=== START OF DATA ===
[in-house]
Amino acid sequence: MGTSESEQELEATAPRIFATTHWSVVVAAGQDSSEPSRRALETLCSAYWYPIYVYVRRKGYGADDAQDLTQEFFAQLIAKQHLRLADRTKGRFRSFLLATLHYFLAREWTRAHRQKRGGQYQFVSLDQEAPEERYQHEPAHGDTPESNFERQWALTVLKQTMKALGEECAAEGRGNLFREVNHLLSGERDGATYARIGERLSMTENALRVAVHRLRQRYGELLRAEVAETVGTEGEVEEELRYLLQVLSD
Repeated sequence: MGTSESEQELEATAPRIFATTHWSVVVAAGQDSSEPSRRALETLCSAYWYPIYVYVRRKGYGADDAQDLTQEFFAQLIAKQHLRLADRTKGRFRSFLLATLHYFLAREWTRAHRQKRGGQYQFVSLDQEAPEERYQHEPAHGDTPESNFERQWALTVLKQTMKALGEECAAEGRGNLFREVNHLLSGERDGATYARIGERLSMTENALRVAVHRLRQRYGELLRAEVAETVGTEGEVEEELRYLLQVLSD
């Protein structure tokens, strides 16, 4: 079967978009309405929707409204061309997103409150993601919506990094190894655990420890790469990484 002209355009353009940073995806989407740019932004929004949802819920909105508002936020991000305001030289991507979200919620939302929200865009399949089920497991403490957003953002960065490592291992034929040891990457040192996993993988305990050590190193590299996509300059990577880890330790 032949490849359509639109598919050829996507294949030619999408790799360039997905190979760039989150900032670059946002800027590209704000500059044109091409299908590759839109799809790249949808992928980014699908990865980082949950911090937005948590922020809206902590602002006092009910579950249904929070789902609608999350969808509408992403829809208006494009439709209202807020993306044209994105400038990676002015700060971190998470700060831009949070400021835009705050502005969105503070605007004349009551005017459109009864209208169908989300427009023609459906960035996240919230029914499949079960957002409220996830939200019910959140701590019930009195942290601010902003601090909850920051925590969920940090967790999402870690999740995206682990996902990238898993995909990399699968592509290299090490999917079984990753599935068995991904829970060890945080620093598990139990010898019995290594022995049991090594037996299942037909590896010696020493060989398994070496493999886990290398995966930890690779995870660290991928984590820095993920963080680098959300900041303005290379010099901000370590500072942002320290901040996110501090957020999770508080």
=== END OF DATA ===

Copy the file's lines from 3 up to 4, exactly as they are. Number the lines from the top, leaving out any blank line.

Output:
Repeated sequence: MGTSESEQELEATAPRIFATTHWSVVVAAGQDSSEPSRRALETLCSAYWYPIYVYVRRKGYGADDAQDLTQEFFAQLIAKQHLRLADRTKGRFRSFLLATLHYFLAREWTRAHRQKRGGQYQFVSLDQEAPEERYQHEPAHGDTPESNFERQWALTVLKQTMKALGEECAAEGRGNLFREVNHLLSGERDGATYARIGERLSMTENALRVAVHRLRQRYGELLRAEVAETVGTEGEVEEELRYLLQVLSD
């Protein structure tokens, strides 16, 4: 079967978009309405929707409204061309997103409150993601919506990094190894655990420890790469990484 002209355009353009940073995806989407740019932004929004949802819920909105508002936020991000305001030289991507979200919620939302929200865009399949089920497991403490957003953002960065490592291992034929040891990457040192996993993988305990050590190193590299996509300059990577880890330790 032949490849359509639109598919050829996507294949030619999408790799360039997905190979760039989150900032670059946002800027590209704000500059044109091409299908590759839109799809790249949808992928980014699908990865980082949950911090937005948590922020809206902590602002006092009910579950249904929070789902609608999350969808509408992403829809208006494009439709209202807020993306044209994105400038990676002015700060971190998470700060831009949070400021835009705050502005969105503070605007004349009551005017459109009864209208169908989300427009023609459906960035996240919230029914499949079960957002409220996830939200019910959140701590019930009195942290601010902003601090909850920051925590969920940090967790999402870690999740995206682990996902990238898993995909990399699968592509290299090490999917079984990753599935068995991904829970060890945080620093598990139990010898019995290594022995049991090594037996299942037909590896010696020493060989398994070496493999886990290398995966930890690779995870660290991928984590820095993920963080680098959300900041303005290379010099901000370590500072942002320290901040996110501090957020999770508080």